However, my spirit thankfully never stopped poking holes in my grandmother’s teachings. Curiosity overwhelmed my respect one afternoon and I asked her, with genuine concern, “If God made Jesus, then who made God?” I might as well have purchased a one-way ticket to hell because my grandmother was appalled. Her reaction taught me that my faith in God and my curiosity could not live in the same house. It taught me that I could only have one over the other -- and for a curious bookworm like me, that simply wasn’t enough.
Two years ago, when Facebook was still my jam, someone I respect replied to a comment I made to tell me the thing they admired about me most was my faith. Two weeks ago, a college student I currently advise nonchalantly ended our conversation by saying, “You know, you’re very spiritual.” Both comments left me with the same reaction; confused, suspicious, and doubtful.
I’ve never considered myself a spiritual person, because my definition of spirituality involved White Man God, the church, consistent prayer, singing, devotion, and skirts -- all things that at one point or another I was thoroughly against. However, spirituality as defined by Dr. Maya Spencer of the Royal College of Psychiatrists, involves the recognition of a feeling or sense or belief that there is something greater than myself, something more to being human than sensory experience, and that the greater whole of which we are part is cosmic or divine in nature.
Different from the rules and dogma of religion, which undoubtedly benefit millions of people, this definition of spirituality allows for more nuance and curiosity -- that which my abuelita simply did not. Dr. Spencer goes on to say that spirituality explores multiple themes like love, compassion, life beyond death, amongst others on the path to “enlightenment.” With this definition, I’m more open to being spiritual because it relieves me of the fear, shame, guilt, and rules imposed by traditional Christianity. Religion creates a monolith out of spirituality, emphasizing rules that perpetuate patriarchy, anti-Blackness, and loss of self. This was my roadblock to spirituality, for many years.
It wasn’t until I reunited with the beauty of synchronicity and nature, that I redefined faith, and consequently rediscovered God. What started as a journey to love myself led to a journey to answer my bigger questions in life like, who was I? What was I here to do? I discovered Sage, Palo Santo, and Copal, gave my childhood love for collecting rocks a purpose through crystals, and fed my intuition through oracle cards and spiritual books. I learned how to meditate and do yoga, two things that help ground me in my body and connect with something greater than me for strength, wisdom, and love. I learned all about working with moon phases and through my higher self I learned how to have trust in something other than my physical body. I learned how to set up an altar, honor my ancestors, and ask my spirit guides for help. This is what spirituality looks like, for me. It is an ever evolving journey to learn how to trust that which I cannot see and have faith in my Creator that I am whole, worthy, loved, and creatively made in their image.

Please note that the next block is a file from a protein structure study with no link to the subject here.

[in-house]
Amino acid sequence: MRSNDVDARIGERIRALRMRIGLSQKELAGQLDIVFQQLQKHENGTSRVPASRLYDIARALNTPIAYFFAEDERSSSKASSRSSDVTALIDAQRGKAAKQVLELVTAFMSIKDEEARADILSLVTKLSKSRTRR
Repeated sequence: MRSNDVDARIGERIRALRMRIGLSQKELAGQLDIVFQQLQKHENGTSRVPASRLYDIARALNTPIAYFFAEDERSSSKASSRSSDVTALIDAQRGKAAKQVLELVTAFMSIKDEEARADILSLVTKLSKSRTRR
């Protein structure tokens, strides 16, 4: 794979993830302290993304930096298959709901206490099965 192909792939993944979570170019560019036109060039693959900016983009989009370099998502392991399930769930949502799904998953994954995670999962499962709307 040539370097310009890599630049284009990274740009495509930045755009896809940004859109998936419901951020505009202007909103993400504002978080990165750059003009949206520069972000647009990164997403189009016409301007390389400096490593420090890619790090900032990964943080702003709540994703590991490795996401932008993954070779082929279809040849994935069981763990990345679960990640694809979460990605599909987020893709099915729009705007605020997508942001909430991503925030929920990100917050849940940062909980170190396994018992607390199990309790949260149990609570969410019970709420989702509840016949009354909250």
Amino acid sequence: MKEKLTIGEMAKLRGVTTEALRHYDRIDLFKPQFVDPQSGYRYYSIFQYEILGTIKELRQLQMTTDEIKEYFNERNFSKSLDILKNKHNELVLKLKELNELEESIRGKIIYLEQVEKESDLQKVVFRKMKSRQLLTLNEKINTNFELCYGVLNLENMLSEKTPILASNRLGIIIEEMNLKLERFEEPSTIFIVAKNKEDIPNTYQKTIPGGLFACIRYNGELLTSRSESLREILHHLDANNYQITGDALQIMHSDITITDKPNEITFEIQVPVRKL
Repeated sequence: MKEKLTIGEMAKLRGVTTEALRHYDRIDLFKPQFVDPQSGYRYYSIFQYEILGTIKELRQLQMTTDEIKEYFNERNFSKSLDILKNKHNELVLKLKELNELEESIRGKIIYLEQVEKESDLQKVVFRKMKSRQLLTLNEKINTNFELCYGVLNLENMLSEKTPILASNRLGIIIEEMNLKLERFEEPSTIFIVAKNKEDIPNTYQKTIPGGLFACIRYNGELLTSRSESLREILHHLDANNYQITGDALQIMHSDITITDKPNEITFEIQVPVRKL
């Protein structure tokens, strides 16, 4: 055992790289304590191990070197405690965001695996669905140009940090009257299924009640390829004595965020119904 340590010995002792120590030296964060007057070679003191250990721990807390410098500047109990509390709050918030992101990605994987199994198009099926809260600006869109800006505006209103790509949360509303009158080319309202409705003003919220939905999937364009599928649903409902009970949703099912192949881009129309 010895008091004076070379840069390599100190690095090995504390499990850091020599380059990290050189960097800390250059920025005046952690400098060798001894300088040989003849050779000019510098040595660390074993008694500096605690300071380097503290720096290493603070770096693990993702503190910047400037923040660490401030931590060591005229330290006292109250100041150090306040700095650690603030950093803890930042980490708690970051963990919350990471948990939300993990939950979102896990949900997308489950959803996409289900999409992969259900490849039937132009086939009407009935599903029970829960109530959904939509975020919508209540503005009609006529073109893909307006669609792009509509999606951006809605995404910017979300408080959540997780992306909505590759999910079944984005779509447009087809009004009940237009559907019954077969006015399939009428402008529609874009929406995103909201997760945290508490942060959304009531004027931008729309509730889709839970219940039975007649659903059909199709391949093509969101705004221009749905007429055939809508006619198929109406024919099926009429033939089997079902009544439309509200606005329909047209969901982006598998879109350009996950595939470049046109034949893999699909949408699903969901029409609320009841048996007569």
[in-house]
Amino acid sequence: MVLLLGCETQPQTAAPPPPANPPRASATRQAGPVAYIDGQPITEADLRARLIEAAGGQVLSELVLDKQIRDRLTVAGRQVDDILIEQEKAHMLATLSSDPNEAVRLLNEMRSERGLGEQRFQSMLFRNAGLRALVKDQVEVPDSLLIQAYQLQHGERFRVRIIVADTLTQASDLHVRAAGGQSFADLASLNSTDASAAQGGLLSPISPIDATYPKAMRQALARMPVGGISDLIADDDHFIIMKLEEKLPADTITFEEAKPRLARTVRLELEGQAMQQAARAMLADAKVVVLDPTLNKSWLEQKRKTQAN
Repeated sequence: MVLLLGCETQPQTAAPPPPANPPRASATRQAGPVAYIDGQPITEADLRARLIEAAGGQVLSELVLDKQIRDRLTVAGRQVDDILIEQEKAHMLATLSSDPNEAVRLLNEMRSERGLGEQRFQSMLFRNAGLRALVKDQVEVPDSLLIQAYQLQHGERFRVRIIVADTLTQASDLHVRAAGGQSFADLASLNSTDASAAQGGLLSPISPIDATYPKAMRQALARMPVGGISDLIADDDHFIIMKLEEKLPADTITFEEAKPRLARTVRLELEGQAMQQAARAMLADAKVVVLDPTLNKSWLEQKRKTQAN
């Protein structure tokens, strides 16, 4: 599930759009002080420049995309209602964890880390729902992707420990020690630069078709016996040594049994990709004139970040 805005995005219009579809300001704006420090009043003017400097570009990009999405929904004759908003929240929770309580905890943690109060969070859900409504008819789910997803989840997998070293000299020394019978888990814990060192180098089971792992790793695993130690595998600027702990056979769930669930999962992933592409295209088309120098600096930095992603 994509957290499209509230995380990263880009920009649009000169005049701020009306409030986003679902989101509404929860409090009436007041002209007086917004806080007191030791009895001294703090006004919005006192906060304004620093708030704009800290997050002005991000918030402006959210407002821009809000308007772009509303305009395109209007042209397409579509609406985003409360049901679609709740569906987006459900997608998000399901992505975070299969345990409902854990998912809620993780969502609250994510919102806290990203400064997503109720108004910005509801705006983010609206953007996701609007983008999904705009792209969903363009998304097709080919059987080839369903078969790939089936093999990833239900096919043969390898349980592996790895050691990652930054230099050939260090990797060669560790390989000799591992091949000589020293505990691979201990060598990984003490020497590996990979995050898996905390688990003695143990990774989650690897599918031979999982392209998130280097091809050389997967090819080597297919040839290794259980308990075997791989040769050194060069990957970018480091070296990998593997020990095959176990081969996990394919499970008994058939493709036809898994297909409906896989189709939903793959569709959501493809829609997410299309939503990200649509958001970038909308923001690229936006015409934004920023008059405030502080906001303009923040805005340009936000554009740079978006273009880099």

The freedom to define spirituality differently helped me love and trust God differently. I no longer see God as a punishing authority -- rather an energy with limitless love for me and everyone/thing around me. Today I carry this definition with me and strengthen my faith by building on my belief in God. Between you and me, I rewrite Bible verses in my journal without the words “He/Him” or any of the other patriarchal languages to feel God’s presence. Psalm 23 is my anchor!
So when I think about the fireball in LIC, I am reminded of my faith in something that is bigger than me, that speaks to me in the “language of all things” like the Alchemist says. My faith leans on openness and trust that I’m always taken care of. It reminds me of the little miracles in life like the breath in my body that I don’t orchestrate, or the cells in my body that do their job without my attention. I know that fireball was God speaking to me, and it has taken so much unlearning for me to have absolute faith in that.